Daimler was always synonymous with elegance, but also had a surprisingly sporty side to its character. Brian Sewell, who has owned a dozen of the breed, reflects on a glorious past

It has at last leaked out that Daimler has been laid to rest by Jaguar (resurrection is always a doubtful possibility in these circumstances). In terms of even Byzantine or medieval usurpation it has been a long, slow business, the oldest of English marques not quite chopped short by its despoiler in 1960, but emasculated, blinded, hands amputated and, with its tongue cut out, silenced in futile protest as its name, titles and prestige were transferred to cars that were entirely Jaguars, the deceit concealed by grander Daimler radiators. Forty-four years in the killing? Edward II did not have to wait as many months before his usurpers stuck their red-hot poker up his arse.

It has at last leaked out that Daimler has been laid to rest by Jaguar (resurrection is always a doubtful possibility in these circumstances). In terms of even Byzantine or medieval usurpation it has been a long, slow business, the oldest of English marques not quite chopped short by its despoiler in 1960, but emasculated, blinded, hands amputated and, with its tongue cut out, silenced in futile protest as its name, titles and prestige were transferred to cars that were entirely Jaguars, the deceit concealed by grander Daimler radiators. Forty-four years in the killing? Edward II did not have to wait as many months before his usurpers stuck their red-hot poker up his arse.

A Daimler aficionado, I am inclined to write an elegiac obituary, but we all know the bones of it. Apart from having Gottlieb Daimler on its board in 1895, it was an entirely English company. In 1900, Edward VII - then Prince of Wales - took delivery of the first of many royal Daimlers (young Queen Elizabeth II bought them by the dozen, but the Duke of Edinburgh, dubbing them gutless, put an end to that. The Queen Mother still used them). In 1910 the firm amalgamated with BSA; in 1930 Daimler absorbed Lanchester and turned a worthy competitor into a joke car for elderly ladies unable to change gear; in 1960 Jaguar bought the firm, in 1972 Jaguar then fell into the maw of British Leyland and in 1989 became a subsidiary of Ford - for Daimler a wretched end.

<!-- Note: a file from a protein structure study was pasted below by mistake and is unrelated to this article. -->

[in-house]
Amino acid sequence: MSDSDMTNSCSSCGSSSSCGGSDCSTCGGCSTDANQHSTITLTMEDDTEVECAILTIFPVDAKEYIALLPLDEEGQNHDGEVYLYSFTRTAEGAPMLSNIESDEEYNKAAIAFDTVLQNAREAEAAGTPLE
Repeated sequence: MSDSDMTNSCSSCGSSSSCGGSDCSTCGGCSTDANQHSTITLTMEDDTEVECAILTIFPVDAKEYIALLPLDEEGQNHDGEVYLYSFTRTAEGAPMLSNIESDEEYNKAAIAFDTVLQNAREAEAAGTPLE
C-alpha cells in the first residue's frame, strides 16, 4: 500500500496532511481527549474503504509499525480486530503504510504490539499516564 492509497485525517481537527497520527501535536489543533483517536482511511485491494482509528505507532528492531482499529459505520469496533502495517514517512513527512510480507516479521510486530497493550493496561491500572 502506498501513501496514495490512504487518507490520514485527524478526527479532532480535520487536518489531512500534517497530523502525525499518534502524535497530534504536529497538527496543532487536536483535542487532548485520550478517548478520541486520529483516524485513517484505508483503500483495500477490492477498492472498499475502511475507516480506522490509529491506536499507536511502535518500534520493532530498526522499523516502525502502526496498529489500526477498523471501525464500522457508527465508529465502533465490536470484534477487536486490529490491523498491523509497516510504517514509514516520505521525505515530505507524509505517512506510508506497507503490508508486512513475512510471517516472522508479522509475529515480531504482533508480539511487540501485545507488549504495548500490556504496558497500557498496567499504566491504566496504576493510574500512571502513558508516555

Yet this was the first British marque to offer V-12 engines - sardonically and cynically recalled by Jaguar when they called theirs the Double-Six. In the Twenties there were two of these, of 7,136ccs and 3,744ccs, when Rolls-Royce offered only ordinary straight sixes of much the same capacity; in the Thirties there were two more. This was the firm that in 1930 introduced the first form of automatic gearbox in any car. In the Thirties, profiting from the absorption of Lanchester and that marque's wonderful overhead camshaft straight eight of 4.5-litres, Daimlers were powered by a wider range of straight eight engines, silky smooth, than any other marque - one of them, of only 3,421ccs, in head-on competition with the 3.5-litre Bentley and the 20/25 Rolls-Royce. This hey-day is now remembered for Daimler's carriage trade, for the imposing limousines that ferried monarchs and maharajahs down The Mall, but both straight-eights and the Double-Sixes could be mounted in low-slung chassis and, clad in close-coupled coupés, be hustled fast across the Alps on Monte Carlo Rallies.

At the very end of its life, in a slinky two-seater variant of the otherwise dumpy Conquest Century and the quirky but brilliant fibreglass Dart (SP 250) with the 2.5-litre V-8 engine that Jaguar was happy to install as a touch of engineering class in the body of their 2.4, Daimler was still clinging to the sporting half of their tradition. No, Daimlers were not just for rich old fogeys. As an aside, it is worth recalling that when the Luftwaffe destroyed Coventry Cathedral it took care to drop no fewer than 170 high explosive bombs on the Daimler factory down the road.